Rome, Open City – 70 years on

220px-Open_City_DVDThe Department of Film and Television Studies at the University of Warwick is holding an international conference on 12-13 November 2015 to examine the legacy of Roberto Rossellini’s Rome, Open City (1945). The film’s tale of popular resistance in Nazi-occupied Rome announced a new aesthetics of cinema – neorealism – that would attract attention and controversy for its assertion of the necessary relationship between art and politics. The film is a central reference point for cinematic realism and aesthetic radicalism, influencing movements from the French New Wave to Brazilian Cinema Novo, British social realism and Dogme 95. It remains a key influence for contemporary filmmakers and for scholars from areas as diverse as cultural geography, gender studies, performance, historiography, aesthetic philosophy, and the study of war, fascism and torture.

Registration is here. The draft programme, which includes a screening of the newly restored version of the film, is:


12.30-1.30pm: Registration

1.30-1.45pm: Welcome and Introductory remarks from conference organisers Louis Bayman, Stephen Gundle and Karl Schoonover

1.45-3.15pm: 1st Session: The Afterlives of Rome Open City (chair tbc)

Stefano Baschiera (Queen’s University Belfast): Rome Open City: a question of privacy and intimacy

Jacqueline Reich (Fordham University): The Digital Afterlife of Rome Open City

Giacomo Manzoli (University of Bologna): Carlo Lizzani’s Celluiode and the Origin Myth of Cinematographic Neorealism

Sarah Culhane (University of Bristol) & Danielle Hipkins (University of Exeter): Italian Cinema Audiences project: ‘Once I believed in the nation, not any more’: Using audience memories to approach Rome Open City

3.15-3.45pm: Break

3.45-5.30pm: 2nd Session: New Perspectives on Anna Magnani, chaired by Jacqueline Reich (Fordham University)

Chiara Tognolotti (University of Florence): Anna Magnani personaggia and the modes of representation of femininity

Catherine O’Rawe (University of Bristol): Anna Magnani: the Emblematic Cry of Naturalism

Sergio Rigoletto (University of Oregon): The making of authenticity: Anna Magnani and Neorealist stardom

Francesco Pitassio (University of Udine): Popular Culture, Performance, Persona: Anna Magnani between Open City and The Rose Tatoo

5.30-6pm: Break

6-8pm: Screening of 2015 restoration of Rome Open City, presented by Emiliano Morreale, Conservatore of the Cineteca Nazionale and University of Turin

8.15pm: Conference dinner at Scarman House, University of Warwick


9-10am: Keynote Speaker David Forgacs (New York University): Rome Open City before and after neorealism

10.15-12.15pm: 3rd Session: Reframing Rome Open City, chaired by Karl Schoonover (University of Warwick)

Pasquale Iannone (University of Edinburgh): From Don Pietro to Patriarch: An audiovisual study of Aldo Fabrizi’s performances in Mio figlio professore (Renato Castellani, 1946) and Vivere in pace (Luigi Zampa, 1947)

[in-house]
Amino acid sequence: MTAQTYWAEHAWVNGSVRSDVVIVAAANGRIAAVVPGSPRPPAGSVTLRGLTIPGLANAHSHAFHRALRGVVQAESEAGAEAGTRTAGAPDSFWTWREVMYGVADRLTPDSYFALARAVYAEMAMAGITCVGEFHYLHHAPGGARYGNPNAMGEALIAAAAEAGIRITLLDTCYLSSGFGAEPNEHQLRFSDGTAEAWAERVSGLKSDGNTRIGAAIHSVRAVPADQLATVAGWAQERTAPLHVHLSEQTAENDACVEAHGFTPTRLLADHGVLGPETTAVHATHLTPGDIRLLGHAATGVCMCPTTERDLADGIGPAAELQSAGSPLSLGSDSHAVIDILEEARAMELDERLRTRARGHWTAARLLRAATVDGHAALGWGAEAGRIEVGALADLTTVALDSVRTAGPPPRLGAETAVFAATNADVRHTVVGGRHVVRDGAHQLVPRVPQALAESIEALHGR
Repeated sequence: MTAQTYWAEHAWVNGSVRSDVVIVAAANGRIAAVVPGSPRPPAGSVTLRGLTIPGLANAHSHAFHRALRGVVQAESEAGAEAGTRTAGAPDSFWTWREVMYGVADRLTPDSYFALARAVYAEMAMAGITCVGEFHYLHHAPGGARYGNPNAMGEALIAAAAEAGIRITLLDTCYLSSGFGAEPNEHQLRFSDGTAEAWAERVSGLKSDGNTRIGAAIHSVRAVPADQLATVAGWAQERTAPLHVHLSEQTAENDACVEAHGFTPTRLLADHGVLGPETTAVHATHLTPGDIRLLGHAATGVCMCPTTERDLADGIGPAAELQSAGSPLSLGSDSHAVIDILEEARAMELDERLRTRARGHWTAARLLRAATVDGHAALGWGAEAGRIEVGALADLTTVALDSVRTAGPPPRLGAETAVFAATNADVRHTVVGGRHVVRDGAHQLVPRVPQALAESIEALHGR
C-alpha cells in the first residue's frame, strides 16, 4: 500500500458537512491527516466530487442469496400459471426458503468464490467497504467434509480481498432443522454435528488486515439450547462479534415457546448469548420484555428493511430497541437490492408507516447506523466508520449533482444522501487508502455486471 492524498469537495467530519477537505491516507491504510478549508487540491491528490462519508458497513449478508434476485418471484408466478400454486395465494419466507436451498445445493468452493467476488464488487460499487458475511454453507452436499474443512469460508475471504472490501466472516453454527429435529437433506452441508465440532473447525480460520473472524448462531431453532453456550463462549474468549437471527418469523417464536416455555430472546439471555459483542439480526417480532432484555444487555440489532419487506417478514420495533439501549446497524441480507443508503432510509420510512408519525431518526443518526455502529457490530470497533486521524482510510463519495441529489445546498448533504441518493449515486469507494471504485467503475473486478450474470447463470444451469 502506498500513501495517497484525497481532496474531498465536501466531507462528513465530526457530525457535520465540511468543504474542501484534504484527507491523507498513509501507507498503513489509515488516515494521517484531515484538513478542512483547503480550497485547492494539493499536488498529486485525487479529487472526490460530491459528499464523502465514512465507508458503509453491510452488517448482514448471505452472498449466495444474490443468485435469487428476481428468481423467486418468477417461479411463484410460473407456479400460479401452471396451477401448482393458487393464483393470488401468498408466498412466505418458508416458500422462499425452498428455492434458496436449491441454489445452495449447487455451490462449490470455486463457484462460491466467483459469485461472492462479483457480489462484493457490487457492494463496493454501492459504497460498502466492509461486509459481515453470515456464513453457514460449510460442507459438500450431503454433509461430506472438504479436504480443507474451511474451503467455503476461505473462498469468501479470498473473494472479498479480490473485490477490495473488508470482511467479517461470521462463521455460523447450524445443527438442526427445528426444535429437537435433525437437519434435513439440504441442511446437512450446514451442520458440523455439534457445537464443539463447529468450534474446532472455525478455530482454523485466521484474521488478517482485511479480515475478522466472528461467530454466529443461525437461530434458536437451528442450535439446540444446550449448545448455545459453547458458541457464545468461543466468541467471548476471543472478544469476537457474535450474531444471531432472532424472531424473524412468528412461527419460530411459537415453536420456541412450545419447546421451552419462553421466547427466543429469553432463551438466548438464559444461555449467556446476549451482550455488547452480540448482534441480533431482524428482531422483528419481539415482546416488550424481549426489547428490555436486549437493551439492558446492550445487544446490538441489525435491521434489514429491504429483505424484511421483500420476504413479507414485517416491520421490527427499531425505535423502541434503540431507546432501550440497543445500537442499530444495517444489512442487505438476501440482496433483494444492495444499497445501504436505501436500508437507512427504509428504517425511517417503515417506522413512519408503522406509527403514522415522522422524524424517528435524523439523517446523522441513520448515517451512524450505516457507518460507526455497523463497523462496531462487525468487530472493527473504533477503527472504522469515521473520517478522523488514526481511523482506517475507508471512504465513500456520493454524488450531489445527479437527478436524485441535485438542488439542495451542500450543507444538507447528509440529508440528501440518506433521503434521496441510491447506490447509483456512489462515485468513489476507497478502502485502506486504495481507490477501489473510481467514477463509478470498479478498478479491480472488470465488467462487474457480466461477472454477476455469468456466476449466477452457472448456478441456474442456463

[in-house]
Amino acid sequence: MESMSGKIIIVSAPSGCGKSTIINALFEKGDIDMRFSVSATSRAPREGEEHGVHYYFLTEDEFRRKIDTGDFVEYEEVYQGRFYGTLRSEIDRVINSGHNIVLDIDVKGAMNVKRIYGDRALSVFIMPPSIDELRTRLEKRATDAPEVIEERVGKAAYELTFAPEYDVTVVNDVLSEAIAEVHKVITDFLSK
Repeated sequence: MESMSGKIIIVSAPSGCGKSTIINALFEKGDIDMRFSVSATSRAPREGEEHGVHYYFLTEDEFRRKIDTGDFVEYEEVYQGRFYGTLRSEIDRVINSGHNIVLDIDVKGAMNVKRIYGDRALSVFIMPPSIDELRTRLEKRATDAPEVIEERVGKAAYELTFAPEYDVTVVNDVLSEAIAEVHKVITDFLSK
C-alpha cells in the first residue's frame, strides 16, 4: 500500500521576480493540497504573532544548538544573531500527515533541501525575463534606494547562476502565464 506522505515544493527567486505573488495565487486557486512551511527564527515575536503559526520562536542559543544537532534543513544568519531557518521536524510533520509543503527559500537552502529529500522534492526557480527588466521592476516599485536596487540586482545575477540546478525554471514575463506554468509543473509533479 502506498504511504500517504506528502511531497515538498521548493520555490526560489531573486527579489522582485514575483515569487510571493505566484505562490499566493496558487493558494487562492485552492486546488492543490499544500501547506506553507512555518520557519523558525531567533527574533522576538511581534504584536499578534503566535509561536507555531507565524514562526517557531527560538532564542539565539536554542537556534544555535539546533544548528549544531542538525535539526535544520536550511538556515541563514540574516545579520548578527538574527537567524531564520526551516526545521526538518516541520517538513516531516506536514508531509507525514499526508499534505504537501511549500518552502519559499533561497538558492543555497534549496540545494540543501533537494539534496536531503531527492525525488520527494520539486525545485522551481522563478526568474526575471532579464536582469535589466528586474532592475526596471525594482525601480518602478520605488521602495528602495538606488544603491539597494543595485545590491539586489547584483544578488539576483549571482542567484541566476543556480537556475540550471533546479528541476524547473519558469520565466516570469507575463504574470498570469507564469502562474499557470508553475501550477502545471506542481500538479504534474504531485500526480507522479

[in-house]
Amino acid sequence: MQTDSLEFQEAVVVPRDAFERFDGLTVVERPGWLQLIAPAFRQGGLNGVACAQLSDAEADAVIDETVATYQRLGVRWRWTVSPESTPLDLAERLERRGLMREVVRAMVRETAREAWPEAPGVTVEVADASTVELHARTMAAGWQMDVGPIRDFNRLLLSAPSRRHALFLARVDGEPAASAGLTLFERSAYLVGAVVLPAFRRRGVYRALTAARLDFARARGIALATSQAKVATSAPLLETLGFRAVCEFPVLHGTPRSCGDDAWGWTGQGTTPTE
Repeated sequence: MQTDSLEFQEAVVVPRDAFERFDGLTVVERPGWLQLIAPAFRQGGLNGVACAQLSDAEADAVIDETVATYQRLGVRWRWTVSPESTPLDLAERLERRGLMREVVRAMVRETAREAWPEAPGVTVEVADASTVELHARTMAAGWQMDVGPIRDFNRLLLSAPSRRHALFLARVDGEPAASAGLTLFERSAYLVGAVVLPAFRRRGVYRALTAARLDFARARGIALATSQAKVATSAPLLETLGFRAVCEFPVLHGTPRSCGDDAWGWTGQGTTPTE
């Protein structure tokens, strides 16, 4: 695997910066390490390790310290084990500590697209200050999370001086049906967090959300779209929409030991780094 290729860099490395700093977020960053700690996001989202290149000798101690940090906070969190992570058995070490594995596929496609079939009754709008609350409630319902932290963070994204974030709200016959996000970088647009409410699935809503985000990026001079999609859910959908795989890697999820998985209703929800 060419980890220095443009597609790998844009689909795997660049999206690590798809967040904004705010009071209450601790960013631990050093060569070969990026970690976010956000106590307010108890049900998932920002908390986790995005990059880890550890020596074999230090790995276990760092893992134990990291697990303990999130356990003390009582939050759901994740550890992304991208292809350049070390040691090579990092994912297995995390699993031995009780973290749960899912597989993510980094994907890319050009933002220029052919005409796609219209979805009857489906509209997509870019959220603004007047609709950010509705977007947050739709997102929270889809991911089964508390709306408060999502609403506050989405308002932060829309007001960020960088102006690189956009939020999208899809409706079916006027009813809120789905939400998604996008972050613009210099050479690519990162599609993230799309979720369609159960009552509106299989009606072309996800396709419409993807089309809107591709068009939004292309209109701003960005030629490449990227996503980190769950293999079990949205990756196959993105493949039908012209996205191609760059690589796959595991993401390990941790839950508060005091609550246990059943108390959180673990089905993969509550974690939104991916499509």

Maurizio Viano (Wellesley College): title tbc

Stuart Mitchell (University of Warwick): Erased artifice and embodied immersion: How Rome Open City makes us feel, 70 years on.
An investigation of Rossellini’s influence on contemporary ‘realist’ practice and our embodiment of film style and performance

Oliver Brett (University of Leicester): Roma, a faccia aperta? – representation of the ‘face’ in Roberto Rossellini’s Roma città aperta (1945)

12.15-1.15pm: Lunch

1.15-2.45pm: 4th Session:

Panel a: Receptions of Rome Open City, chaired by Stella Bruzzi (University of Warwick)

John Wranovics: Ballyhoo: U.S. Psychological Warfare and Roberto Rossellini’s Rome, Open City and Paisan

Vanessa Roghi (La Sapienza University of Rome): The Legacy of Rome, Open City in Italian Television (includes video presentation in Italian)

Paolo Noto (Università di Bologna): A television masterpiece? Rome, Open City and Italian broadcasting

Panel b: Sex & the Open City, chaired by Sergio Rigoletto (University of Oregon)

Eleanor Andrews (University of Wolverhampton): The Face of Evil?: An Examination of the Character of Ingrid in Roma città aperta

Dominic Holdaway & Dalila Missero (University of Bologna): Re-Reading Marina: Sexuality, Materialism and the Construction of Italy

Damiano Garofalo (La Sapienza University of Rome): Rome Open City in the Shadow of ‘Nazisexploitation’ Films

2.45-3.15pm: Break

3.15-5pm: 5th Session: The critical politics of Rome Open City, chaired by Louis Bayman (University of Southampton)

Valerio Coladonato (La Sapienza University of Rome): The reception of Rome Open City in France (1946-68). Realism for the elites, revolution for the people

Gianluca Fantoni (Nottingham Trent University): Roma città aperta, Communist Intellectuals, and the Politicisation of Neorealism

Charles Leavitt (University of Reading): “Che cosa è l’Italia per noi?”: Questioning the Conclusion of Rome Open City.

5-6.15pm: Final Session, chaired by Stephen Gundle (University of Warwick)

Richard Dyer (University of St Andrews): Whose Rome? From Open City to La dolce vita

Sidney Gottlieb (Sacred Heart University): Remarks on teaching Rome Open City

Round Table and closing remark

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